There were 15 cases with paired liver biopsies before treatment and after follow-up. In those cases (Table 2), it was observed a statistically significant improvement in the histological activity index, from 7.3 ± 1.6 before therapy to 4.2 ± 3.1 after treatment (p = 0.006). There were no differences in the mean score of fibrosis (from 2.5 ± 1.8 to 3.1 ± 1.5, p = 0.14). The improvement in the histological activity index was statistically significant only among sustained responders (p = 0.02), whereas the fibrosis score did not significantly change according to viral response.
Table 2. Histological evolution before treatment and after follow-up
HAI-1 Mean ± SD
HAI-2 Mean ± SD
Fibrosis-1 Mean ± SD
Fibrosis-2 Mean ± SD
HAI-1 and -2 = histological activity index before and after treatment, respectively; SD = standard deviation; Fibrosis-1 and -2 = Ishak fibrosis score before and after treatment, respectively; SVR = sustained viral response.
1p < 0.05.
7.5 ± 2.1
3.3 ± 2.8
2.4 ± 1.9
2.6 ± 1.3
(n = 8)
p = 0.021
p = 0.7
7.1 ± 1.1
5.3 ± 3.2
2.7 ± 1.7
3.7 ± 1.6
(n = 7)
p = 0.2
p = 0.1
7.3 ± 1.6
4.2 ± 3.1
2.5 ± 1.8
3.1 ± 1.5
(n = 15)
p = 0.0061
p = 0.14
Side effects are shown in Table 3 and withdrawal moment and reasons are reported in Figure 1. The most frequent clinical adverse event was fatigue (89.1%), followed by weight loss (n = 27, 49.1%). Seventeen patients (30.9%) developed infectious complications: urinary tract (n = 3), cholangitis (n = 3), skin (n = 3), gastroenteritis (n = 2), ear-nose-throat infections (n = 3), and bacteremia, pneumonia and liver abscesses due to arterial thrombosis in one case each. The mean time from LT to treatment in patients with infectious complications was 61.2 months. Six of these patients had to stop treatment due to the infectious event and two of them achieved SVR with only 12 and 24 weeks of therapy, respectively. The rate of infection was higher in cirrhotics than in patients with lower degrees of histological severity, but it did not reach statistical significance (44% vs. 24%, p = 0.13). Similarly, the rate of infectious complications was not affected by the presence or not of severe neutropenia (35% vs. 28%, p = 0.62), and we did not found a temporal relationship between neutropenia and infection.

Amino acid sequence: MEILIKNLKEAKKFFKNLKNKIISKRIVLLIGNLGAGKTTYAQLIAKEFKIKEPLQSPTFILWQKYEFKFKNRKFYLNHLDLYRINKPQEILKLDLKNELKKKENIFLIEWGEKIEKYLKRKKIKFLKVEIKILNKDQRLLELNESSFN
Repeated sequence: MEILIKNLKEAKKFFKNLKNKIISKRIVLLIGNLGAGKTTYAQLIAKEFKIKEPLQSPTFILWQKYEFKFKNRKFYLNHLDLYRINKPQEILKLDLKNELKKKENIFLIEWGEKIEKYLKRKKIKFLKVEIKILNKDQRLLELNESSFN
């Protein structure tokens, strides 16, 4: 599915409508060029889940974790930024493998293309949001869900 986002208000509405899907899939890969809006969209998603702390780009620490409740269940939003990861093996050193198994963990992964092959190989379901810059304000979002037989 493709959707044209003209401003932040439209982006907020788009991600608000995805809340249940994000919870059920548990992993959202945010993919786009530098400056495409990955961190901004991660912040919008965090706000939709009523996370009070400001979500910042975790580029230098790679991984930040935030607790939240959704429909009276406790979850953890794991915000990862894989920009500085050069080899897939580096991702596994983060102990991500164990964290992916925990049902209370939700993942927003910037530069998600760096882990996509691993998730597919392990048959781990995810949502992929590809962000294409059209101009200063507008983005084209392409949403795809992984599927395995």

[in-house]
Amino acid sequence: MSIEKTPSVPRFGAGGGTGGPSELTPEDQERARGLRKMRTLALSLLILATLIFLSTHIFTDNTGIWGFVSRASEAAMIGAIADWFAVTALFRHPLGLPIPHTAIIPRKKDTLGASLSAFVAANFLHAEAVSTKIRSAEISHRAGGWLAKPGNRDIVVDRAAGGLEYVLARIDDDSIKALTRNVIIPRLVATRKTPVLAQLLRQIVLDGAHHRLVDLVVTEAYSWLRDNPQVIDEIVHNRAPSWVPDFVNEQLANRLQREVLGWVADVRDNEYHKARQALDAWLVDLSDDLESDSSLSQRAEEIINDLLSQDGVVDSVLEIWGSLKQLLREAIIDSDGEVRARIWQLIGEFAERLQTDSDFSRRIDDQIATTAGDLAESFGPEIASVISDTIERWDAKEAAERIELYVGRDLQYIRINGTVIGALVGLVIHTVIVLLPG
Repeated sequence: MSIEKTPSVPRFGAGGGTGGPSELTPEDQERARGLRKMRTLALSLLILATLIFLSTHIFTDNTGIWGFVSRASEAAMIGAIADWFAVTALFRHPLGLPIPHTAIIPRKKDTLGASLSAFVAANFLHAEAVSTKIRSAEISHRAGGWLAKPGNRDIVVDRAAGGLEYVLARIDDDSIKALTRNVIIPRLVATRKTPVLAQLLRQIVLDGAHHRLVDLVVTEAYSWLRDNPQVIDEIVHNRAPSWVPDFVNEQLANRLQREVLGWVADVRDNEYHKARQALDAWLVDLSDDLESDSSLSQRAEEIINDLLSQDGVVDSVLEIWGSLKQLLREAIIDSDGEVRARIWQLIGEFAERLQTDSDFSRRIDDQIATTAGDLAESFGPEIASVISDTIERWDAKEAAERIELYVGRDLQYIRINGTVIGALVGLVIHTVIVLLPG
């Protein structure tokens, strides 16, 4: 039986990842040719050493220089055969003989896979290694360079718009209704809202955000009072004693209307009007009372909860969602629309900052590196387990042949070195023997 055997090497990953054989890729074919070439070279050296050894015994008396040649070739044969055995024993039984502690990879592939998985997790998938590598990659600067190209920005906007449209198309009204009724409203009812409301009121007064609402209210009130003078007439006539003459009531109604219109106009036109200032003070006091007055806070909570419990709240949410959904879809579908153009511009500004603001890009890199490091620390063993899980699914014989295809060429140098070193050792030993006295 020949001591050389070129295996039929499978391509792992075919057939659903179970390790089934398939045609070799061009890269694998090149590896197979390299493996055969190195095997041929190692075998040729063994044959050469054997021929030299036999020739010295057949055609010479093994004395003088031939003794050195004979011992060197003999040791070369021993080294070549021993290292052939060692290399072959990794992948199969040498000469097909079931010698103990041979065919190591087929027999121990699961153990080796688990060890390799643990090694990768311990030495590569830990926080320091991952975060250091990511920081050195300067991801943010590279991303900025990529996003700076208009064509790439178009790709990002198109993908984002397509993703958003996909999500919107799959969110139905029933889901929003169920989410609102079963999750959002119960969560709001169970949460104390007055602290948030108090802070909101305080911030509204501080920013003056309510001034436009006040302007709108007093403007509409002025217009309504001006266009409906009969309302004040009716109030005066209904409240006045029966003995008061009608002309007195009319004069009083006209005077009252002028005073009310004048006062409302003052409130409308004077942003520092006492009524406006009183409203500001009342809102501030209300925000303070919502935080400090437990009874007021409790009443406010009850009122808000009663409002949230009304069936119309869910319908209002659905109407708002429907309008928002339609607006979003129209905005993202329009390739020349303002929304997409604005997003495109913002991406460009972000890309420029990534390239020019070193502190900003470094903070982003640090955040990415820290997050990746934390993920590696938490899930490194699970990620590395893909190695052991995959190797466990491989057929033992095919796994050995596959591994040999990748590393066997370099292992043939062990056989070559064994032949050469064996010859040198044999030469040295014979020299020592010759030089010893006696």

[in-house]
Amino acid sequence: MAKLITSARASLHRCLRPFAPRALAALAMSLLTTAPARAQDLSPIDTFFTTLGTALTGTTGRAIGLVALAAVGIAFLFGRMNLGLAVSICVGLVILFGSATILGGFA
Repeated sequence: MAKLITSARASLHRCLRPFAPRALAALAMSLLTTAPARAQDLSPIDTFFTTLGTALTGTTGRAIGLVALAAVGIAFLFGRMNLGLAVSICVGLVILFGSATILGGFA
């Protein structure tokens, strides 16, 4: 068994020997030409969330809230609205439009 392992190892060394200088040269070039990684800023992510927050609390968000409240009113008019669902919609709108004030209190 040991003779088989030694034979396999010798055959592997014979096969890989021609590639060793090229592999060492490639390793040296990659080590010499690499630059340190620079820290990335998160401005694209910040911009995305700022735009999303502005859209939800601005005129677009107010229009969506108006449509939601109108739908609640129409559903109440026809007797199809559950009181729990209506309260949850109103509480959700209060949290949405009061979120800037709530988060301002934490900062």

Table 3. Adverse events during treatment
Anaemia (Hb < 9 g/dL)
Hepatic artery thrombosis
There were three deaths during follow-up. One patient developed severe cholangitis at week 32. Therapy was immediately stopped, but bacteremia led to death 1 week later. This patient did not have a bilio-digestive anastomosis, but had developed biliary stenosis after LT treated with a plastic stent. He had not presented any other biliary complication in the previous 7 years. Another patient developed hepatic arterial thrombosis at week 44. This subject had no previous evidence of arterial stenosis or thrombosis by Doppler ultrasound. Despite therapy withdrawal (with end-of-treatment response) and inclusion in the waiting list for re-transplantation, she died 2 months later. She had not presented any vascular complication in the 3 years following LT. The third patient, non-responder, was diagnosed of bronchogenic lung cancer probably related to long-time smoking, and died at month 17 of follow-up.